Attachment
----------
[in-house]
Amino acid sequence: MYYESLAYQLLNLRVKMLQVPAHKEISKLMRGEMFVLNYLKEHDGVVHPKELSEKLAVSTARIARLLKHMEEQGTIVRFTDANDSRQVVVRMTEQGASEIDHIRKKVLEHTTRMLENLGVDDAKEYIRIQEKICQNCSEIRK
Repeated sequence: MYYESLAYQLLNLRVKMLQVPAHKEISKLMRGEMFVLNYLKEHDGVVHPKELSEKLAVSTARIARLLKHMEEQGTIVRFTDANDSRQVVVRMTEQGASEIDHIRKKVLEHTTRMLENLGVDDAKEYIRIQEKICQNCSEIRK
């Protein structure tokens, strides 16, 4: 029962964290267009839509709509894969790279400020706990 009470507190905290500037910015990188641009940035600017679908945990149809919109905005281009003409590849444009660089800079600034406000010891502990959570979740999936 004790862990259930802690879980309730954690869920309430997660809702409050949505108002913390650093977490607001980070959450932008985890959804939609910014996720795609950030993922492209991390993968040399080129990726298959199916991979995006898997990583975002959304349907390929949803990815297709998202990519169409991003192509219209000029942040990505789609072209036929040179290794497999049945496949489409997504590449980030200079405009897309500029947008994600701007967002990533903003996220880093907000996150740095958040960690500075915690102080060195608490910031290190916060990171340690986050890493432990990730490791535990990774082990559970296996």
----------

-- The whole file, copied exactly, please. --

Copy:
[in-house]
Amino acid sequence: MYYESLAYQLLNLRVKMLQVPAHKEISKLMRGEMFVLNYLKEHDGVVHPKELSEKLAVSTARIARLLKHMEEQGTIVRFTDANDSRQVVVRMTEQGASEIDHIRKKVLEHTTRMLENLGVDDAKEYIRIQEKICQNCSEIRK
Repeated sequence: MYYESLAYQLLNLRVKMLQVPAHKEISKLMRGEMFVLNYLKEHDGVVHPKELSEKLAVSTARIARLLKHMEEQGTIVRFTDANDSRQVVVRMTEQGASEIDHIRKKVLEHTTRMLENLGVDDAKEYIRIQEKICQNCSEIRK
């Protein structure tokens, strides 16, 4: 029962964290267009839509709509894969790279400020706990 009470507190905290500037910015990188641009940035600017679908945990149809919109905005281009003409590849444009660089800079600034406000010891502990959570979740999936 004790862990259930802690879980309730954690869920309430997660809702409050949505108002913390650093977490607001980070959450932008985890959804939609910014996720795609950030993922492209991390993968040399080129990726298959199916991979995006898997990583975002959304349907390929949803990815297709998202990519169409991003192509219209000029942040990505789609072209036929040179290794497999049945496949489409997504590449980030200079405009897309500029947008994600701007967002990533903003996220880093907000996150740095958040960690500075915690102080060195608490910031290190916060990171340690986050890493432990990730490791535990990774082990559970296996």